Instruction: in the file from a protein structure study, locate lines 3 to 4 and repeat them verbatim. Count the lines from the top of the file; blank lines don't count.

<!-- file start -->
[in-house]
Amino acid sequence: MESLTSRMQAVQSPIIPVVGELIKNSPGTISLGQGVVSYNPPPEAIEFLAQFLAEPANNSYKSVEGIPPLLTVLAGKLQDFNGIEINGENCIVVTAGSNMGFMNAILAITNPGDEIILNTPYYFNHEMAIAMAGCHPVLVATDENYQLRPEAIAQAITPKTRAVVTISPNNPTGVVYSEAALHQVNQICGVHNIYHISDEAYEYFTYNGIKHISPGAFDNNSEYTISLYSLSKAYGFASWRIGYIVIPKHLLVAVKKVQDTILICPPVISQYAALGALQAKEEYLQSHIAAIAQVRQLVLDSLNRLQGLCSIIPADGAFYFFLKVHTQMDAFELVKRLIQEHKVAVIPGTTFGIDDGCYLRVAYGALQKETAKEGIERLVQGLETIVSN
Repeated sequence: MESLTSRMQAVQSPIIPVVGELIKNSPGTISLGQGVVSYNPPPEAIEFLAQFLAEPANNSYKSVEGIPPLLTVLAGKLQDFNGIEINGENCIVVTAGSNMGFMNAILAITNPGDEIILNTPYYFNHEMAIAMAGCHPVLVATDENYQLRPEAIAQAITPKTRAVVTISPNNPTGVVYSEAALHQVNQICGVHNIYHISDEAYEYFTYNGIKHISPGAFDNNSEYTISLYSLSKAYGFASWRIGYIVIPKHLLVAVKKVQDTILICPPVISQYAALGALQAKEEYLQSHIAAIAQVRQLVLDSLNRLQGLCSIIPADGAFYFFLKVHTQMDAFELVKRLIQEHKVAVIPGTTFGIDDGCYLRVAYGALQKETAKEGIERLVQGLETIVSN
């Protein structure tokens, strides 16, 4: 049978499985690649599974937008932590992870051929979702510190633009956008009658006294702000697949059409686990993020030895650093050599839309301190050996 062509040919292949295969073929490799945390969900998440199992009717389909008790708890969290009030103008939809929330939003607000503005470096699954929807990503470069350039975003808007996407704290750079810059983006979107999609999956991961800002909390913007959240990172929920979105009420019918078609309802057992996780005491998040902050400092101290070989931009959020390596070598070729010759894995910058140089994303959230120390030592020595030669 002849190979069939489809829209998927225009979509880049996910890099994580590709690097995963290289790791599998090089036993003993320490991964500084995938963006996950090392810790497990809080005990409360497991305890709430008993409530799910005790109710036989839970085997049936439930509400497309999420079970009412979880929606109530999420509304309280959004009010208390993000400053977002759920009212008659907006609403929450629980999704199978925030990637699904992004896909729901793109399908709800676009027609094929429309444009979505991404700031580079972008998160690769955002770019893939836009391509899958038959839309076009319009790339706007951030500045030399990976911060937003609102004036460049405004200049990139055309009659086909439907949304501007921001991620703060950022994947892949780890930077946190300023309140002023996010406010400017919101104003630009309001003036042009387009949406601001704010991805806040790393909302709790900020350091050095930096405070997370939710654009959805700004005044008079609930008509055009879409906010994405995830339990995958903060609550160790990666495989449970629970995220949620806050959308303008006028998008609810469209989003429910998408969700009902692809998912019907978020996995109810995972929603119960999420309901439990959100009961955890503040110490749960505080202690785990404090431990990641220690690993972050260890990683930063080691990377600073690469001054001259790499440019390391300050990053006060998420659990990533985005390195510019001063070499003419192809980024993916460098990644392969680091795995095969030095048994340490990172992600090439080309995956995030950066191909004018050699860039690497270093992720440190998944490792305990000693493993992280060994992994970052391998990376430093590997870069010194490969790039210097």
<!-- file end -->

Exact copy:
Repeated sequence: MESLTSRMQAVQSPIIPVVGELIKNSPGTISLGQGVVSYNPPPEAIEFLAQFLAEPANNSYKSVEGIPPLLTVLAGKLQDFNGIEINGENCIVVTAGSNMGFMNAILAITNPGDEIILNTPYYFNHEMAIAMAGCHPVLVATDENYQLRPEAIAQAITPKTRAVVTISPNNPTGVVYSEAALHQVNQICGVHNIYHISDEAYEYFTYNGIKHISPGAFDNNSEYTISLYSLSKAYGFASWRIGYIVIPKHLLVAVKKVQDTILICPPVISQYAALGALQAKEEYLQSHIAAIAQVRQLVLDSLNRLQGLCSIIPADGAFYFFLKVHTQMDAFELVKRLIQEHKVAVIPGTTFGIDDGCYLRVAYGALQKETAKEGIERLVQGLETIVSN
């Protein structure tokens, strides 16, 4: 049978499985690649599974937008932590992870051929979702510190633009956008009658006294702000697949059409686990993020030895650093050599839309301190050996 062509040919292949295969073929490799945390969900998440199992009717389909008790708890969290009030103008939809929330939003607000503005470096699954929807990503470069350039975003808007996407704290750079810059983006979107999609999956991961800002909390913007959240990172929920979105009420019918078609309802057992996780005491998040902050400092101290070989931009959020390596070598070729010759894995910058140089994303959230120390030592020595030669 002849190979069939489809829209998927225009979509880049996910890099994580590709690097995963290289790791599998090089036993003993320490991964500084995938963006996950090392810790497990809080005990409360497991305890709430008993409530799910005790109710036989839970085997049936439930509400497309999420079970009412979880929606109530999420509304309280959004009010208390993000400053977002759920009212008659907006609403929450629980999704199978925030990637699904992004896909729901793109399908709800676009027609094929429309444009979505991404700031580079972008998160690769955002770019893939836009391509899958038959839309076009319009790339706007951030500045030399990976911060937003609102004036460049405004200049990139055309009659086909439907949304501007921001991620703060950022994947892949780890930077946190300023309140002023996010406010400017919101104003630009309001003036042009387009949406601001704010991805806040790393909302709790900020350091050095930096405070997370939710654009959805700004005044008079609930008509055009879409906010994405995830339990995958903060609550160790990666495989449970629970995220949620806050959308303008006028998008609810469209989003429910998408969700009902692809998912019907978020996995109810995972929603119960999420309901439990959100009961955890503040110490749960505080202690785990404090431990990641220690690993972050260890990683930063080691990377600073690469001054001259790499440019390391300050990053006060998420659990990533985005390195510019001063070499003419192809980024993916460098990644392969680091795995095969030095048994340490990172992600090439080309995956995030950066191909004018050699860039690497270093992720440190998944490792305990000693493993992280060994992994970052391998990376430093590997870069010194490969790039210097």